Blood pressure successes in Black people may come down to these 2 things

By Michael Merschel, American Heart Association News

PaulMaguire/iStock, Getty Images
(PaulMaguire/iStock, Getty Images)

A study of Black Americans who kept their blood pressure healthy as they aged could help pinpoint the best ways to prevent hypertension before it starts.

Hypertension, or high blood pressure, is a widespread problem among Black people in the U.S., said Shakia Hardy, assistant professor of epidemiology in the School of Public Health at the University of Alabama at Birmingham. More than half of Black adults in the U.S. have high blood pressure, and the cardiovascular death rate from hypertension-related causes is nearly twice as high for Black people as compared to white people.

Hardy led the new study, which appears Monday in the American Heart Association journal Hypertension. It zeroed in on 757 people with normal blood pressure who were part of the Jackson Heart Study, a long-running look at heart health in Black adults. The average age of participants in Hardy's study was 46, and most were followed for an about eight years.

In the general population, systolic blood pressure – the top number in a reading – tends to rise 7 to 15 mmHg per decade of life after age 40. Normal blood pressure is defined as a systolic reading of less than 120 and a diastolic reading – the bottom number – of less than 80.

Most research, Hardy said, overlooks the possibility that even in a high-risk group, "there are people that have normal blood pressure, and they are able to keep it across their life course." In her study, about a third of the people who began with healthy blood pressure were able to maintain it. Finding that so many people in such a high-risk group were able to keep their blood pressure in check was a surprise, she said.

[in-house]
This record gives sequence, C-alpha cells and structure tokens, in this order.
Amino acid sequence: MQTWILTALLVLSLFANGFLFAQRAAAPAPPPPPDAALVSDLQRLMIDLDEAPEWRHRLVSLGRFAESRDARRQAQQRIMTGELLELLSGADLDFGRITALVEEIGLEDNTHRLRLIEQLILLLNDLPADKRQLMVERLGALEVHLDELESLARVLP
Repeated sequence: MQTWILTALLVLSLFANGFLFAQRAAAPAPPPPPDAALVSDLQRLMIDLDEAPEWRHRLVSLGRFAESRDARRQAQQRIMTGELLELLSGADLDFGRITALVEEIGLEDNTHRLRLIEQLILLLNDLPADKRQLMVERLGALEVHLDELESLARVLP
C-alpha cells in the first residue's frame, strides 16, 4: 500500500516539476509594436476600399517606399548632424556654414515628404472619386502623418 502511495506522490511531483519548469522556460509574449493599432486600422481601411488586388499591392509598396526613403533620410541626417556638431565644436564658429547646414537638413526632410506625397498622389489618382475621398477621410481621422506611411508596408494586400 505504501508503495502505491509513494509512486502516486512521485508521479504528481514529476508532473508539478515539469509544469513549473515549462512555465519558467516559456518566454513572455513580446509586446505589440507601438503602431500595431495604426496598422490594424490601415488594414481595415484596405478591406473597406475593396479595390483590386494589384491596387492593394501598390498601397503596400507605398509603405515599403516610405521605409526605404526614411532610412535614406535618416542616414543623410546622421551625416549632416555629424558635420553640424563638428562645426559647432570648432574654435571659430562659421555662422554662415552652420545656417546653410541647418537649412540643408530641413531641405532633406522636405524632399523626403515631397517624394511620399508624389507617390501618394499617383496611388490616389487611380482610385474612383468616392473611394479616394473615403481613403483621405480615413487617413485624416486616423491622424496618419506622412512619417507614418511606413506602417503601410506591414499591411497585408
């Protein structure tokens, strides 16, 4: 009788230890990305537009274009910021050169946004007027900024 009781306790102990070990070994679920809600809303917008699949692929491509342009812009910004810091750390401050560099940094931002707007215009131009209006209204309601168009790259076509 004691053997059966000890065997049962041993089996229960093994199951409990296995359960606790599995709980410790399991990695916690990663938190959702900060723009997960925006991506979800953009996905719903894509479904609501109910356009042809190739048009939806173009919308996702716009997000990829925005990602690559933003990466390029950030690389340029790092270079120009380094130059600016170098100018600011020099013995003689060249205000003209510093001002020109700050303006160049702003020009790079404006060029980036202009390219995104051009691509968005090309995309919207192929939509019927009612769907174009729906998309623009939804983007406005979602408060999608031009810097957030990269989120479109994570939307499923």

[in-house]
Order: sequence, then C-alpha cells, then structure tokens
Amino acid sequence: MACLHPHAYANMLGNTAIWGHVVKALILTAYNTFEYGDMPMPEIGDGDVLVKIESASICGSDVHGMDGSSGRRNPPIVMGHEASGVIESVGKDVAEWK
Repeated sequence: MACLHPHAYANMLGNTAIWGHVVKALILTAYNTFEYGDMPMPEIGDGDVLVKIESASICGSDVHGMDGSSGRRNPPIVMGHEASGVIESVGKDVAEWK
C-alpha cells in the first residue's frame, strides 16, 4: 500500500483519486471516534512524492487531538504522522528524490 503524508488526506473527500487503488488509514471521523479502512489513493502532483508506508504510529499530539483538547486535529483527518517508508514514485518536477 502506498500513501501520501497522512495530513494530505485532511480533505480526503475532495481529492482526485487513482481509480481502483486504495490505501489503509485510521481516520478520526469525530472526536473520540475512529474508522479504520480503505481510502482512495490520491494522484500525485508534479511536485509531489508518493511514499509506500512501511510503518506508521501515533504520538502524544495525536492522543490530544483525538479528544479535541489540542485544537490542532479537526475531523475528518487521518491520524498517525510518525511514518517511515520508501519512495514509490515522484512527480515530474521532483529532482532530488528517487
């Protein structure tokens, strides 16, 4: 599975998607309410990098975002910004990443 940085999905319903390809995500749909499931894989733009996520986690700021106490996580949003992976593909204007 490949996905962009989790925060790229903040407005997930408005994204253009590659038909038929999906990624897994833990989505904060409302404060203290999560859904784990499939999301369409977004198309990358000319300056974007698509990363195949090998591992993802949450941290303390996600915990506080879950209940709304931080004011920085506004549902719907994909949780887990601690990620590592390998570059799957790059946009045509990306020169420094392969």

Two factors stood out among those whose blood pressure stayed healthy: They were more likely to have kept a normal body mass index (BMI, a measure of obesity), and they had ideal levels physical activity.

Researchers saw no correlation between maintaining healthy blood pressure and diet – or with psychosocial factors such as stress.

The apparent lack of a connection to a healthy diet might be related to the fact that few people in the initial group were eating ideally, Hardy said. But the information on BMI and physical activity shows areas that are ripe for health care professionals to target in the fight against high blood pressure.

That fight needs to include people who have healthy behaviors and don't have hypertension, she said. "We can't wait until people have been inactive for years, or until they're obese, and then want to intervene."

The study's emphasis was Black people's health, Hardy said, "but I would be confident in saying that I think maintaining physical activity at an ideal level and maintaining a normal BMI will be important for maintaining normal blood pressure regardless of race."

Cheryl Anderson, a professor and dean of the Herbert Wertheim School of Public Health and Human Longevity Science at the University of California San Diego, called the study "an important analysis within a very important population."

Anderson, who was not involved in the study, said showing that people were able to follow a specific path to maintain healthy blood pressure "is a really remarkable finding in a population such as the Jackson Heart Study."

"This is a really clear message that there are things that you could do" to keep your blood pressure down, said Anderson, who helped write an AHA scientific statement on cardiovascular health in African Americans. "It's not a fait accompli."

But although the study emphasized healthy weight and exercise, "That doesn't mean that you get to ignore your diet," she said. For individuals, "it's much easier to reduce the amount of calories coming in than it is to engage in the amount of exercise that one needs to burn those excess calories."

The study offers a chance to focus on people who are doing things right, Hardy said. They need guidance and support, too, she said, but public health research often looks only at how things go wrong.

"I think we should put an increased amount of effort into talking to people who have normal BMI and ideal physical activity and normal blood pressure and really supporting them in maintaining that over the life course," she said, "instead of just assuming that they'll be fine and not intervening until they have hypertension."

For people who are doing the right things, her message would be, "Don't get complacent just because you have normal blood pressure. Stay active, and maintain your BMI, because in the long run, it does benefit your cardiovascular health."

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